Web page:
"Most clients will attend two yoga classes per week, along with rocks and ropes sessions, trips to the gym and circus arts. We also offer — weather permitting — bimonthly hiking, caving or backpacking trips."
Keeping It Real in the Kitchen
Of course one of the biggest challenges of transitioning to life after residential treatment is making sure each client has the tools she needs to plan and prepare healthy meals. Corcoran was surprised to discover that some PHP programs don't focus on teaching clients how to properly feed themselves.
"All the food is prepared for them, and sometimes they don't even serve themselves, so they leave treatment knowing what their meal plan is, but with no idea how to implement it. So we put a lot of emphasis not only on food preparation and cooking, but also on breaking down labels and really understanding what those labels mean."
Dietitian Anthony Hackworth meets with clients every Monday to work out a menu plan for the week. He also accompanies the clients on weekly grocery shopping outings to reinforce their healthy food choices and provide assistance with label-reading.
At weekly cooking classes, Mirasol chef Deirdre O'Leary teaches basic cooking skills, including tips on prep work, knife skills, and healthy fats. Deirdre is not only a fantastic chef, but a wonderful entertainer, seasoning her sound advice with entertaining tips for "getting down with your food", letting vegetables "party in the pan" and judicious use of "aerial assault". There's a video of Chef Dee in action on our web site.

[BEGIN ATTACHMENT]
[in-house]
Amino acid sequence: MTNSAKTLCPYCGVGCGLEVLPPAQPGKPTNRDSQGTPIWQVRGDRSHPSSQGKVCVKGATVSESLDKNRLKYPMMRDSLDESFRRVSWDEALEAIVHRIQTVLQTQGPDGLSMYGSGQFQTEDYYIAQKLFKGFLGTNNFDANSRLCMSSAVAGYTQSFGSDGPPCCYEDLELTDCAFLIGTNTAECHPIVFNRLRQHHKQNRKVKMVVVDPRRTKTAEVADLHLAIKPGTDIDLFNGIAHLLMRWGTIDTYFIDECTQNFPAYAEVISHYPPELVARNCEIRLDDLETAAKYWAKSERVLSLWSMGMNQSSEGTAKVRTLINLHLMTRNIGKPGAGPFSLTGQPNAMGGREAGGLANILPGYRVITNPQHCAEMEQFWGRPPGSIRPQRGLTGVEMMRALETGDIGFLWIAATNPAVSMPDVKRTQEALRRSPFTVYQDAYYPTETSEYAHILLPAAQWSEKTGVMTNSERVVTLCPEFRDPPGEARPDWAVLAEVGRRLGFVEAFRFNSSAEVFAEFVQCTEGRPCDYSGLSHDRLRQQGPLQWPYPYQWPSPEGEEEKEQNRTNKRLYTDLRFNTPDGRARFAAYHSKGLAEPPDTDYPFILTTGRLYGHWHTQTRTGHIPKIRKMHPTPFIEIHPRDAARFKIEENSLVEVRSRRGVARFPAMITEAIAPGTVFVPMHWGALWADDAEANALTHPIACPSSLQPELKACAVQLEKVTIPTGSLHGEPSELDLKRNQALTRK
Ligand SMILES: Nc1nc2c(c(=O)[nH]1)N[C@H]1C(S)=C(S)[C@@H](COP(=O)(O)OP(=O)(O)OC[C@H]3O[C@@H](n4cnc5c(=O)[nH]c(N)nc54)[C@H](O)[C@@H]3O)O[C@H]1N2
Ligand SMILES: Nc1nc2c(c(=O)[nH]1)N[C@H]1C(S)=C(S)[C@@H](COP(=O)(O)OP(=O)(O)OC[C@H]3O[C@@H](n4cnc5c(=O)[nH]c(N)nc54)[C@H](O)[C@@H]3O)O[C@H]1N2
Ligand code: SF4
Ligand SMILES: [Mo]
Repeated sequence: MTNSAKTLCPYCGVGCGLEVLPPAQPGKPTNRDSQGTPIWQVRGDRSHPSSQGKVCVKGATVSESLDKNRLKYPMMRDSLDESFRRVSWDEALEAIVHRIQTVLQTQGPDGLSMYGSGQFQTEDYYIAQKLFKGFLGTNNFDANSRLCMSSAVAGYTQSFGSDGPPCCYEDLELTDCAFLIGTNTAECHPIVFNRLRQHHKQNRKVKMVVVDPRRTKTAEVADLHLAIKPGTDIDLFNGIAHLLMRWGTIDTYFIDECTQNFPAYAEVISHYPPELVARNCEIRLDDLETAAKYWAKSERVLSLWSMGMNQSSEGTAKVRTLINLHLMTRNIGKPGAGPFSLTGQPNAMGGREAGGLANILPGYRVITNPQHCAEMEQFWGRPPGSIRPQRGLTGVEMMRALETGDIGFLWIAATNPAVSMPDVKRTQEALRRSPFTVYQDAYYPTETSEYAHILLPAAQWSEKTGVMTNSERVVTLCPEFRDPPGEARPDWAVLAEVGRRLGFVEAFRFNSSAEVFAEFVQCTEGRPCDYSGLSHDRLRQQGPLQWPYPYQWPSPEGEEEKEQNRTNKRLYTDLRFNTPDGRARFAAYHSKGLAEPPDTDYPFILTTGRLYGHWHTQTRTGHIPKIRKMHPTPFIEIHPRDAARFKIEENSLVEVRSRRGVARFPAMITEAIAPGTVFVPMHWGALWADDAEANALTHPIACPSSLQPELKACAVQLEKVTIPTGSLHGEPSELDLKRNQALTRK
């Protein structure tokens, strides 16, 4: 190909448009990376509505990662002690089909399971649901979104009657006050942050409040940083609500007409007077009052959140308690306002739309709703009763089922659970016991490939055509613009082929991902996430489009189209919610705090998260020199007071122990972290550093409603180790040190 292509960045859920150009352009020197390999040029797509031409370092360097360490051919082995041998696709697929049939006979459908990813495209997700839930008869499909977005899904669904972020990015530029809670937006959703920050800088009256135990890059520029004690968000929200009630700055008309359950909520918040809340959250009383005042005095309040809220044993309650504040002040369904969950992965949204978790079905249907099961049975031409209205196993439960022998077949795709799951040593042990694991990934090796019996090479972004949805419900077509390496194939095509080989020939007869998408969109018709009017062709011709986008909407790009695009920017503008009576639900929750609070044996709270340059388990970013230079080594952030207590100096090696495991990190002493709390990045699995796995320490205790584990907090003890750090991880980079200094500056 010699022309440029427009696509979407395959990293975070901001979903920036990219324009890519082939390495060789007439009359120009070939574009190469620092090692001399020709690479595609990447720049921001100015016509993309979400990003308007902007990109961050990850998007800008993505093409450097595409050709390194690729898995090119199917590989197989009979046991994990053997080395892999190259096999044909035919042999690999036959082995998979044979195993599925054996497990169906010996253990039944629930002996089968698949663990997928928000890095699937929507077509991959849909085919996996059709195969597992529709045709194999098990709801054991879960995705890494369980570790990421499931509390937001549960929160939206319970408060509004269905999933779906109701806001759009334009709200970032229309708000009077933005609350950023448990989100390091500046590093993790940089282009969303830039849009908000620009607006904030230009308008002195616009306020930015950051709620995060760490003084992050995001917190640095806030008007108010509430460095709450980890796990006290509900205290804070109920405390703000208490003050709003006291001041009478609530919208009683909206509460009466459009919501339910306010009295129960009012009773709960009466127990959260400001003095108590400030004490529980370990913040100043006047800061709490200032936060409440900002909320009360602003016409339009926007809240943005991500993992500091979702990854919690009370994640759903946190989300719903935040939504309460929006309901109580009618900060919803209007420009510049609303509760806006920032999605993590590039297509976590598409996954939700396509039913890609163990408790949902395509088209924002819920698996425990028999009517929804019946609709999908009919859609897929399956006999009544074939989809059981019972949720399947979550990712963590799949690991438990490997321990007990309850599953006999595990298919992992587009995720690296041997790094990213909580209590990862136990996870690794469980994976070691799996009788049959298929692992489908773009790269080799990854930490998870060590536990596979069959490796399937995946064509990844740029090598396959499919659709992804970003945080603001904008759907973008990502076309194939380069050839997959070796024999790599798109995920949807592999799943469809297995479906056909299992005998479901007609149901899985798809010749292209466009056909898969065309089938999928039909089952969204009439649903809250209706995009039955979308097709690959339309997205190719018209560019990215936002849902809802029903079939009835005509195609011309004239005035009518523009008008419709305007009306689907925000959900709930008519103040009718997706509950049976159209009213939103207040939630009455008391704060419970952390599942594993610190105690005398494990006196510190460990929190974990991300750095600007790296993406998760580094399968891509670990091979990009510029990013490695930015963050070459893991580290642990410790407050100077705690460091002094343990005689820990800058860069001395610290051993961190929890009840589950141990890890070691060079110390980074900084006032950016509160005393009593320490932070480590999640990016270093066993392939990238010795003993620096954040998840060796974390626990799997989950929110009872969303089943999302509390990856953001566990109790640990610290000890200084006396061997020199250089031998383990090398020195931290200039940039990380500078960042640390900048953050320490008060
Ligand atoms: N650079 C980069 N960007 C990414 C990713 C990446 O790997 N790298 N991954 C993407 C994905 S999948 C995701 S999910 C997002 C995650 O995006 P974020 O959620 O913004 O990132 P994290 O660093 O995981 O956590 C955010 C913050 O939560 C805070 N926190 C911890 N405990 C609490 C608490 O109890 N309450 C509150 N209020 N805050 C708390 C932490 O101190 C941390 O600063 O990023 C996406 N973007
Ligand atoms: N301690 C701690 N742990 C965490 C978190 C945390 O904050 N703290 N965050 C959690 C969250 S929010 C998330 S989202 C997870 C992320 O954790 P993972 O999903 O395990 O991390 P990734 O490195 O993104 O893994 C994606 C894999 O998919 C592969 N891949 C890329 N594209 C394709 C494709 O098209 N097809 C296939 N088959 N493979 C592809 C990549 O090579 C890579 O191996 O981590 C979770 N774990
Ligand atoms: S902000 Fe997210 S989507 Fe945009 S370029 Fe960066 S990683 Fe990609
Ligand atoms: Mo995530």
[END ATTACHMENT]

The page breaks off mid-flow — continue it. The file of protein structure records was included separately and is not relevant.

"Opportunities to Be Uncomfortable"
The individualization and fluidity of the program are its greatest strengths, but may also be a source of frustration for some clients.
"One of the things PHP can and must provide is the opportunity to be uncomfortable", quips Mirasol's Executive Director Diane Ryan. "That period of transition from the protective cocoon-like environment of residential treatment to life on the outside is the messiest, scariest phase in the recovery process."
In residential treatment, the daily schedule is filled with individual and group therapy sessions, scheduled meals and snacks and recreational activities. Clients are supervised 24/7 to reduce eating disorder cues and triggers, and access to other medicators is severely restricted. In PHP, on the other hand, the daily schedule is deliberately salted with unstructured time and opportunities for clients to make their own choices, including how they'll cope effectively with periods of boredom, indecision, frustration and anxiety.
The ultimate goal is to provide you with opportunities to practice the skills and tools you learned in treatment, with the support of clinical staff and your peers, in an environment as close to real life as possible. There's a sample program schedule on Mirasol's web site at PHP Day Program Schedule.
If you'd like to learn more about Mirasol's PHP program, speak with one of our counselors by calling 888-520-1700 or visit mirasol.net.